In the real world, the best get paid the most. The best lawyers tend to make the most money. The best accountants tend to make the most money. The best writers—business and entertainment—tend to make the most money. The best musicians tend to make the most money. Forget the obscene fact that Beyoncé makes about 200 times what the concertmaster for the New York Philharmonic and the masterful jazz pianist Orrin Evans do. They both do quite well when compared to the average piano teacher who gives lessons at the Jewish Community Center or YMCA.
Public school teachers make more money than private school teachers. Doesn’t it make sense that they would therefore do a better job and that public schools would therefore do better in quantitative comparisons? I know that there are some very competent and dedicated private school teachers, but in general, how could the aggregate of private school teachers keep up with public school teachers, who make so much more money?
The reason that public school teachers make more money is one of the primary reasons right-wingers want to dismantle public schools: unions. Right-wingers hate unions because they force employers to pay better wages to employees, leaving less profit for the company’s owners and operators. In unionized workplaces, employees make a far larger share of the pie than in nonunionized ones. Thus by leaving public schools and going into private ones, children leave an environment in which their teachers are highly paid but administrators make less than they would in the private sector for an environment in which teachers are paid less and administrators more, and if the school is for-profit, money is siphoned off as profit for investors. By definition, less money is spent on education in private schools. That is, unless the tuition is so high that the voucher covers only a small part of it, in which case the voucher is merely a subsidy to the wealthy, who likely would have sent their children to the chichi expensive private school no matter what.
The reason companies bust unions is greed. Greed also plays a major role in the insistence against all facts and reasoning that school choice will solve every educational challenge. Choice is the preferred answer because it doesn’t involve spending more money and raising taxes. In fact, over time, vouchers can be used to cut educational budgets if the stipulated voucher amounts do not keep up with inflation.
Despite the fact that taxes on the wealthy are still at an historic low for a western industrial democracy, rich folk and their political and policy factotums do not want to raise the taxes needed to create an educational system that works for everyone. Here are some of the things that we could do with added tax revenues earmarked to public education:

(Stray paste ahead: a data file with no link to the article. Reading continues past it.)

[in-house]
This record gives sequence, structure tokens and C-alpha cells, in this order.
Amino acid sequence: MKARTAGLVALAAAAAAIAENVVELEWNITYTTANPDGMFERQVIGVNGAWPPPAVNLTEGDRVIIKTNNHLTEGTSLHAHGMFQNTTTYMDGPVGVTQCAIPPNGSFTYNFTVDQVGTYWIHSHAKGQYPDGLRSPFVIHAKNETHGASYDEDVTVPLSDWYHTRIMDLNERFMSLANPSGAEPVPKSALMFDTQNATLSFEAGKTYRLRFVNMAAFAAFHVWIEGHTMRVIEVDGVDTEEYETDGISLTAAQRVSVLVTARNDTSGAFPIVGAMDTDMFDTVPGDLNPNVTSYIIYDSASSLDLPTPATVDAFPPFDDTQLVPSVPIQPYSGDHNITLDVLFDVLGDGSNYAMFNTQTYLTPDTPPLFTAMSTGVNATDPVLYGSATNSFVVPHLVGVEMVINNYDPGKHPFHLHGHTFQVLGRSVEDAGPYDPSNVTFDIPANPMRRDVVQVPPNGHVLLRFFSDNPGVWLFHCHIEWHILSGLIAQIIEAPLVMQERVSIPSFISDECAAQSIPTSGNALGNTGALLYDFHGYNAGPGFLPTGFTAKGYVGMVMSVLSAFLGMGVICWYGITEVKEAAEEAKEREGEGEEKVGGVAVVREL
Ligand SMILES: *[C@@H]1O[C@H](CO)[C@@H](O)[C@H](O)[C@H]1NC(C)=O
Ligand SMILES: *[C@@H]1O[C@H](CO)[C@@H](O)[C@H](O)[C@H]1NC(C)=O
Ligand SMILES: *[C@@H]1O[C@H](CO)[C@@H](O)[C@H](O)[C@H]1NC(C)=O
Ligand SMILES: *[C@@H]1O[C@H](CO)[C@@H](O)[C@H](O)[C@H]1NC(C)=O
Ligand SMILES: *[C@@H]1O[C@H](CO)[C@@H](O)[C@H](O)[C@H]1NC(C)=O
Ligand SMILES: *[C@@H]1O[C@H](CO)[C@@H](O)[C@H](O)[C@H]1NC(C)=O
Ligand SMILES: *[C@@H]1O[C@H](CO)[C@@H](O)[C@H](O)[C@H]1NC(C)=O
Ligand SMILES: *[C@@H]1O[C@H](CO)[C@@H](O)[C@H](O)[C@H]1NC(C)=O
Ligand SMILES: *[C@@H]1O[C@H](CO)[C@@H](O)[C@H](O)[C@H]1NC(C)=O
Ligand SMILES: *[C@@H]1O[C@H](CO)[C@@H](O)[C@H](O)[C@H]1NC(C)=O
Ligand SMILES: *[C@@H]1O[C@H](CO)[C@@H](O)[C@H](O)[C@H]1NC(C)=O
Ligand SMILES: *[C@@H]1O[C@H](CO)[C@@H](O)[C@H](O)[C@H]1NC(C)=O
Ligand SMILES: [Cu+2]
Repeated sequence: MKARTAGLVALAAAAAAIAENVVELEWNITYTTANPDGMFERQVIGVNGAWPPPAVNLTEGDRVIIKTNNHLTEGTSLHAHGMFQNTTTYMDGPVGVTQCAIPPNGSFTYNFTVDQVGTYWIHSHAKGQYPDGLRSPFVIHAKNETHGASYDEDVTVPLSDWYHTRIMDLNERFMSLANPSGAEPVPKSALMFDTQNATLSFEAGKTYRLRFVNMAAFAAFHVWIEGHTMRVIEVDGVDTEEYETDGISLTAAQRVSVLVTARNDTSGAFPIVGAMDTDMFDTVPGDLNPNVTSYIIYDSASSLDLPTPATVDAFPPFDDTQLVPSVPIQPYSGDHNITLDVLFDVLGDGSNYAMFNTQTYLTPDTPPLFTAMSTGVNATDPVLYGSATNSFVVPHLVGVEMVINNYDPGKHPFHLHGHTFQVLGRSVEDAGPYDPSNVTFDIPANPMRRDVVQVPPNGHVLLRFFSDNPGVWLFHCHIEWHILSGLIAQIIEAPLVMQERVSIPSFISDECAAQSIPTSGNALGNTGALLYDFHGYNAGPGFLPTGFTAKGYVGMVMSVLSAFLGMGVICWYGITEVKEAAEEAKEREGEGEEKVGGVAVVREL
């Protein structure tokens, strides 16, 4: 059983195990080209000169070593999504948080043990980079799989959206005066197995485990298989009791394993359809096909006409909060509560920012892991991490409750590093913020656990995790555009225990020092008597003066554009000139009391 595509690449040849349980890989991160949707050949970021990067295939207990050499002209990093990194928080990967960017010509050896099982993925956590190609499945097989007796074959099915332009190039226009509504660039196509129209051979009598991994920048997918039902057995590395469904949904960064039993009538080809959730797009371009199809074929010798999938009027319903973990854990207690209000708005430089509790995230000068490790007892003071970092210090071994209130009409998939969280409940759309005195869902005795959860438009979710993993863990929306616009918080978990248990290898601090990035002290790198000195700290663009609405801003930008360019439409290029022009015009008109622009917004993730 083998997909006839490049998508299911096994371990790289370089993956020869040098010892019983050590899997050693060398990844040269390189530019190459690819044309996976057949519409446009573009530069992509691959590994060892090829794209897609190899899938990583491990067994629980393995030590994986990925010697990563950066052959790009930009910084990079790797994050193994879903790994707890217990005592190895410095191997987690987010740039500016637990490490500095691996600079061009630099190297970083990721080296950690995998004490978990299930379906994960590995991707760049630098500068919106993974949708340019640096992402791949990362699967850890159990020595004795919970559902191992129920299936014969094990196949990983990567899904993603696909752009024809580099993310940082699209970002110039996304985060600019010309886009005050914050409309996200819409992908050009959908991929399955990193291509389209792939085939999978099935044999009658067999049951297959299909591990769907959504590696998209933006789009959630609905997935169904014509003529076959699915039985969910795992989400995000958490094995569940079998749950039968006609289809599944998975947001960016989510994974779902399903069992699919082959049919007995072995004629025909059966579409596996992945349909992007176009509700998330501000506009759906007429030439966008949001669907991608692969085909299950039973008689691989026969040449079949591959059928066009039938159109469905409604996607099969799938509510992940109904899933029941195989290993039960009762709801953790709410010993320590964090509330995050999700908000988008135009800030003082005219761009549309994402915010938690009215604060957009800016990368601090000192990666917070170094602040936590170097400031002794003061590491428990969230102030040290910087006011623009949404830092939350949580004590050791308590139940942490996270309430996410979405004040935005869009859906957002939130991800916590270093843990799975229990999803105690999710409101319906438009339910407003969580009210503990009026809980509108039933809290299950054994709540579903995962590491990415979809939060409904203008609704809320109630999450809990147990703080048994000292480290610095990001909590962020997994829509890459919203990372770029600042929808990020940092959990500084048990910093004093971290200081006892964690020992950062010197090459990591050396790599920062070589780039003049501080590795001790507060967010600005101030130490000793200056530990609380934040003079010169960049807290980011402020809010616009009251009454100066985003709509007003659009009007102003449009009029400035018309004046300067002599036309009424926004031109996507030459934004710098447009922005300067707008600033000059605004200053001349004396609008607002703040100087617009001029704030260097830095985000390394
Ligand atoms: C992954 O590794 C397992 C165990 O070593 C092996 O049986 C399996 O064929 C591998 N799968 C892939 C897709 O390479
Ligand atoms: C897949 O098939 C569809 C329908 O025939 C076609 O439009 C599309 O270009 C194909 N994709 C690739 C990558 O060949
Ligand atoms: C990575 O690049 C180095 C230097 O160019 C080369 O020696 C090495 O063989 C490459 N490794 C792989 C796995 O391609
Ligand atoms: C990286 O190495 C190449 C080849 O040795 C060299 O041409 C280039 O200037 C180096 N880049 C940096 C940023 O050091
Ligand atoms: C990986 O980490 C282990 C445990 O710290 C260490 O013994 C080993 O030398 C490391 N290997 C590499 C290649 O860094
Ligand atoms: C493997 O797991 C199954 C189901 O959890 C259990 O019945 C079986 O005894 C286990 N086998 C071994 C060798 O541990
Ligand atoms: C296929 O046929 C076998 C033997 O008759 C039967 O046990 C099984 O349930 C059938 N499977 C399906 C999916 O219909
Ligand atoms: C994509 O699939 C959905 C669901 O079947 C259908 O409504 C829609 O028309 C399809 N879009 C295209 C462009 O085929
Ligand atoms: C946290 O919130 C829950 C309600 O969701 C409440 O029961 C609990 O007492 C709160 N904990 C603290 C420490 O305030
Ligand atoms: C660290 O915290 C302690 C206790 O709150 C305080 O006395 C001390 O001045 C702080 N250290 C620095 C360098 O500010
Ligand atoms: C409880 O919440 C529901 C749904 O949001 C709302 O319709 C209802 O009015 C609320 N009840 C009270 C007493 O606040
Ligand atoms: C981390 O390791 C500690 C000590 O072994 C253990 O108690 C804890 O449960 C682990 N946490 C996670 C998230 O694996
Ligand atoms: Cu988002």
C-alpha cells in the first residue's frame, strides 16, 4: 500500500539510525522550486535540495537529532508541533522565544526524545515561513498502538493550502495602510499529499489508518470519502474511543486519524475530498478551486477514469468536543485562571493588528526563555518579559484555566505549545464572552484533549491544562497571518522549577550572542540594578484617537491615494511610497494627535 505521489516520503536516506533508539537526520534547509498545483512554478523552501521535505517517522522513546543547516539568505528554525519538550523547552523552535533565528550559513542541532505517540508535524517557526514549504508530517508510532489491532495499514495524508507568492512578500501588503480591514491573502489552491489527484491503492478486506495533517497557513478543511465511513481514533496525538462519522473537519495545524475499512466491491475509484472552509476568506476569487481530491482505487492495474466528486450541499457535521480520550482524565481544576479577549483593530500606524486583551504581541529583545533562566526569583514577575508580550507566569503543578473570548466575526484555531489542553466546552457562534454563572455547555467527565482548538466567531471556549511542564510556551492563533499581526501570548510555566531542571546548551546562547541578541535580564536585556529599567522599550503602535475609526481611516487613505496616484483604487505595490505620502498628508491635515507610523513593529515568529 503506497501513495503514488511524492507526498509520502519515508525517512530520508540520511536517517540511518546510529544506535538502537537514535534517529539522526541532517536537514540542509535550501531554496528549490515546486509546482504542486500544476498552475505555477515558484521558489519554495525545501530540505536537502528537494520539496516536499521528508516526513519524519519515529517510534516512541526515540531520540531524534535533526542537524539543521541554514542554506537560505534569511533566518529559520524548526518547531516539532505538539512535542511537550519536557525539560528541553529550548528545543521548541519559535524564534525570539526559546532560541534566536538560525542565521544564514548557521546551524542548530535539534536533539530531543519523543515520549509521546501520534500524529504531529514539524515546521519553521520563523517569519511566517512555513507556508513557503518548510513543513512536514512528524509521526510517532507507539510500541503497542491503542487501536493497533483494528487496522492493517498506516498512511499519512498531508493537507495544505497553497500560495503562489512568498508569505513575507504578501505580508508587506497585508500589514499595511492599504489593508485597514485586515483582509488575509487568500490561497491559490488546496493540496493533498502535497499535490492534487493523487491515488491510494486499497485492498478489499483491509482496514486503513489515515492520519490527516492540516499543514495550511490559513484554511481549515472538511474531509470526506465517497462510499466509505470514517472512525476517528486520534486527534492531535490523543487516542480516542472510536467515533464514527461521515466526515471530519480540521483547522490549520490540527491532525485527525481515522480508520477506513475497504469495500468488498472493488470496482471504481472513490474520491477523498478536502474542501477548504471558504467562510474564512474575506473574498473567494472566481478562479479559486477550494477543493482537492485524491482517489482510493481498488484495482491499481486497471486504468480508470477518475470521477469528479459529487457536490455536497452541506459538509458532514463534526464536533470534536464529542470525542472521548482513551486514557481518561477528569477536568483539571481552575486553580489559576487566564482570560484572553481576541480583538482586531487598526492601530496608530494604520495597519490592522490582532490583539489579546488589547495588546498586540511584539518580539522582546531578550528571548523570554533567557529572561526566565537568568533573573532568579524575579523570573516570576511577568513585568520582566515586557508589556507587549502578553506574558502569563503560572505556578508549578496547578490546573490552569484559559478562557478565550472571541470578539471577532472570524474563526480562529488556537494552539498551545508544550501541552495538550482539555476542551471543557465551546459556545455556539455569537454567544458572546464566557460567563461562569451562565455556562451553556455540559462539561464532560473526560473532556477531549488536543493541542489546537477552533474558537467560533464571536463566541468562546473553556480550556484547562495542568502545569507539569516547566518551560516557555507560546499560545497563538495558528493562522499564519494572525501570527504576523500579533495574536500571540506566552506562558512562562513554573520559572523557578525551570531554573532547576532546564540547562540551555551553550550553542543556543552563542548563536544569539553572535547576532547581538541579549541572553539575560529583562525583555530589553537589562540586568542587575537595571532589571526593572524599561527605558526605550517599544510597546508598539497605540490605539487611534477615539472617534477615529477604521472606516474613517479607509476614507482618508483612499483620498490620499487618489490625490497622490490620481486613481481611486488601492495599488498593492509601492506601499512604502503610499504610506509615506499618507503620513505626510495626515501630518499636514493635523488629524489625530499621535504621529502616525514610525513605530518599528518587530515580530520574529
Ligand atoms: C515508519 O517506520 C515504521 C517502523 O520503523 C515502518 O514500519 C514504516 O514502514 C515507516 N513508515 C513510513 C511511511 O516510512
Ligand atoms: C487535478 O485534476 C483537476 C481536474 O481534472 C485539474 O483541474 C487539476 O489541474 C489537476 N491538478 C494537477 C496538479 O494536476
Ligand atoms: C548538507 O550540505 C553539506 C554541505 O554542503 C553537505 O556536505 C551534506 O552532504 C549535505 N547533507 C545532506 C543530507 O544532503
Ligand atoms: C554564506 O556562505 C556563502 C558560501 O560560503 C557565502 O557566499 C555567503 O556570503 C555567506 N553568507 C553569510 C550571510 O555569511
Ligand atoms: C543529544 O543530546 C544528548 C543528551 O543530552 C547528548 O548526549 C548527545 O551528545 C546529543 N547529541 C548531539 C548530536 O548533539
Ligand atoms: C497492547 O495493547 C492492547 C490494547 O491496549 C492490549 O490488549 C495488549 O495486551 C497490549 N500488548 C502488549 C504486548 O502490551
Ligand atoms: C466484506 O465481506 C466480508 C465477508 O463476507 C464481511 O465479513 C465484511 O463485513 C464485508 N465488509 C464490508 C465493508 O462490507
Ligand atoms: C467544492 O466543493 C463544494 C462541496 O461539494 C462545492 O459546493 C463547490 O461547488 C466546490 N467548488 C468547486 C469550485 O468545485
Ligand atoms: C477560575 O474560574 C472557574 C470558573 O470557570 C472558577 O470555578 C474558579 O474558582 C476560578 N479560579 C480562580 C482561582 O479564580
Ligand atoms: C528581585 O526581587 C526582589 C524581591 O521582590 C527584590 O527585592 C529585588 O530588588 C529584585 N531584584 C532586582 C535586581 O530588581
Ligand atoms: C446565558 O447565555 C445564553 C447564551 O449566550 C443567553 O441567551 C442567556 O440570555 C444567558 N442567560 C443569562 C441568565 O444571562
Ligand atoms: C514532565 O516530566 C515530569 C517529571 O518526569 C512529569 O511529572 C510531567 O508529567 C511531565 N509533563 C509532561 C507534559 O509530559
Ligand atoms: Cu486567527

Keeping their taxes low and busting unions are not the only reasons well-heeled ultra conservatives advocate for vouchers. Some, like our current Secretary of Education, hope to profit by investing in for-profit schools. Others, and again Secretary DeVos is among them, want to use public funds to finance the teaching of religion in private religious schools. Perhaps not ironically, moral education of the masses and suppression of unions seem always to go hand-in-hand since the industrial revolution of the 19th century. In this sense, religion is a form of social control and a social solvent that dissolves the perception of class differences.
Thus, when you hear Trumpty-Dumpty, DeVos and other supporters of voucher programs for education spout their pious homilies, remember that they have absolutely no interest in providing our children with a high-quality education that prepares for a meaningful life and rewarding career. Nor are they dedicated to a higher principle they call freedom that trumps all other concerns in a free society. Remember, there are all kinds of freedoms, such as freedom from hunger, from ignorance, from illness, from pain. Be it education or healthcare, when they cry freedom, they only mean freedom of choice or freedom to make money unencumbered by social concerns.
No, it’s neither an interest in America’s children nor dedication to principle that motivates the rich folk behind the school choice movement. It’s simple greed.
Copyright 2017 Marc Jampole